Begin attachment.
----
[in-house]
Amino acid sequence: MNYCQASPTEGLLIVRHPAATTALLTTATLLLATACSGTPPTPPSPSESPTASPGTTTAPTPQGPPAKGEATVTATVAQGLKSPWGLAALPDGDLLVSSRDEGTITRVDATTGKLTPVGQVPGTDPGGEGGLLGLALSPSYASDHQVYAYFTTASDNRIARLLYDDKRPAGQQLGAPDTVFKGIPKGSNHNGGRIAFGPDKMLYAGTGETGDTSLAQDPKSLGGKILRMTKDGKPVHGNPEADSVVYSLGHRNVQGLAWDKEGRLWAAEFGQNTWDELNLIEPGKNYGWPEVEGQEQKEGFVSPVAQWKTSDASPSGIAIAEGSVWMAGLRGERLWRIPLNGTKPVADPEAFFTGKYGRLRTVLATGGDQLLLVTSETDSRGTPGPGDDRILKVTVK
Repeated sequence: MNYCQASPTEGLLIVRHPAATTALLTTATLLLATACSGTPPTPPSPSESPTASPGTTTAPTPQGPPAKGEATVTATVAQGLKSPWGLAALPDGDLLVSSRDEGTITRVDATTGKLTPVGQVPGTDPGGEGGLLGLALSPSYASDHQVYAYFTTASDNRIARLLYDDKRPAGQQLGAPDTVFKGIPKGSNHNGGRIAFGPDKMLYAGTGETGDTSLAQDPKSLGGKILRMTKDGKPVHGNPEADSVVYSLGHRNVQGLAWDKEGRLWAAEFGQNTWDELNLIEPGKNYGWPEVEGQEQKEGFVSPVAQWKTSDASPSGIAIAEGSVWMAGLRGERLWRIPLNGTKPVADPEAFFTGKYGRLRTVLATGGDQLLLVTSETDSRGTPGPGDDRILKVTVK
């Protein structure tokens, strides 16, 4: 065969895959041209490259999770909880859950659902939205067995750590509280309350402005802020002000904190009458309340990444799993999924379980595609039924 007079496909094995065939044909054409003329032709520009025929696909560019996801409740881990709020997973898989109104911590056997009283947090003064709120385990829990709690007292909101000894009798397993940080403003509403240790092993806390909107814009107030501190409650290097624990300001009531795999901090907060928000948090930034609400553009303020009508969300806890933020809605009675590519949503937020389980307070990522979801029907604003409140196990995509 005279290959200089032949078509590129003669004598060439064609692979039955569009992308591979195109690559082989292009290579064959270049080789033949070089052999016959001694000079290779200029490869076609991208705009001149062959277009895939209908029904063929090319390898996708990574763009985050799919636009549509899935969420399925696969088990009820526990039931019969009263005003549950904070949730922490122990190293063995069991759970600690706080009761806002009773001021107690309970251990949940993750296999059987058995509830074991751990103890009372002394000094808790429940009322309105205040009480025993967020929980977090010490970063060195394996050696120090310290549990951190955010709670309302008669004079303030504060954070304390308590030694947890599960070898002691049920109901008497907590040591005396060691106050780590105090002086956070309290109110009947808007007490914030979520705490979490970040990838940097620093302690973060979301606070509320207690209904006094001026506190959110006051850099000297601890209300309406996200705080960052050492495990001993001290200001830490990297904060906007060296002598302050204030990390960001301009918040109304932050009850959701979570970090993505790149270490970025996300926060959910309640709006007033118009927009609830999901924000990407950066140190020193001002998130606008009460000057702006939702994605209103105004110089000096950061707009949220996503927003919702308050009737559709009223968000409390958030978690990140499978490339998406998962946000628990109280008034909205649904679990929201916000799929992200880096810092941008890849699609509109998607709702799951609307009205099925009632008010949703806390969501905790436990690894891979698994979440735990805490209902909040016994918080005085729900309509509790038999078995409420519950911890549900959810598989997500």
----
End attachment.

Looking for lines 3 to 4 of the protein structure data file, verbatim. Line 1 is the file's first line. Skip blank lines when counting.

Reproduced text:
Repeated sequence: MNYCQASPTEGLLIVRHPAATTALLTTATLLLATACSGTPPTPPSPSESPTASPGTTTAPTPQGPPAKGEATVTATVAQGLKSPWGLAALPDGDLLVSSRDEGTITRVDATTGKLTPVGQVPGTDPGGEGGLLGLALSPSYASDHQVYAYFTTASDNRIARLLYDDKRPAGQQLGAPDTVFKGIPKGSNHNGGRIAFGPDKMLYAGTGETGDTSLAQDPKSLGGKILRMTKDGKPVHGNPEADSVVYSLGHRNVQGLAWDKEGRLWAAEFGQNTWDELNLIEPGKNYGWPEVEGQEQKEGFVSPVAQWKTSDASPSGIAIAEGSVWMAGLRGERLWRIPLNGTKPVADPEAFFTGKYGRLRTVLATGGDQLLLVTSETDSRGTPGPGDDRILKVTVK
């Protein structure tokens, strides 16, 4: 065969895959041209490259999770909880859950659902939205067995750590509280309350402005802020002000904190009458309340990444799993999924379980595609039924 007079496909094995065939044909054409003329032709520009025929696909560019996801409740881990709020997973898989109104911590056997009283947090003064709120385990829990709690007292909101000894009798397993940080403003509403240790092993806390909107814009107030501190409650290097624990300001009531795999901090907060928000948090930034609400553009303020009508969300806890933020809605009675590519949503937020389980307070990522979801029907604003409140196990995509 005279290959200089032949078509590129003669004598060439064609692979039955569009992308591979195109690559082989292009290579064959270049080789033949070089052999016959001694000079290779200029490869076609991208705009001149062959277009895939209908029904063929090319390898996708990574763009985050799919636009549509899935969420399925696969088990009820526990039931019969009263005003549950904070949730922490122990190293063995069991759970600690706080009761806002009773001021107690309970251990949940993750296999059987058995509830074991751990103890009372002394000094808790429940009322309105205040009480025993967020929980977090010490970063060195394996050696120090310290549990951190955010709670309302008669004079303030504060954070304390308590030694947890599960070898002691049920109901008497907590040591005396060691106050780590105090002086956070309290109110009947808007007490914030979520705490979490970040990838940097620093302690973060979301606070509320207690209904006094001026506190959110006051850099000297601890209300309406996200705080960052050492495990001993001290200001830490990297904060906007060296002598302050204030990390960001301009918040109304932050009850959701979570970090993505790149270490970025996300926060959910309640709006007033118009927009609830999901924000990407950066140190020193001002998130606008009460000057702006939702994605209103105004110089000096950061707009949220996503927003919702308050009737559709009223968000409390958030978690990140499978490339998406998962946000628990109280008034909205649904679990929201916000799929992200880096810092941008890849699609509109998607709702799951609307009205099925009632008010949703806390969501905790436990690894891979698994979440735990805490209902909040016994918080005085729900309509509790038999078995409420519950911890549900959810598989997500």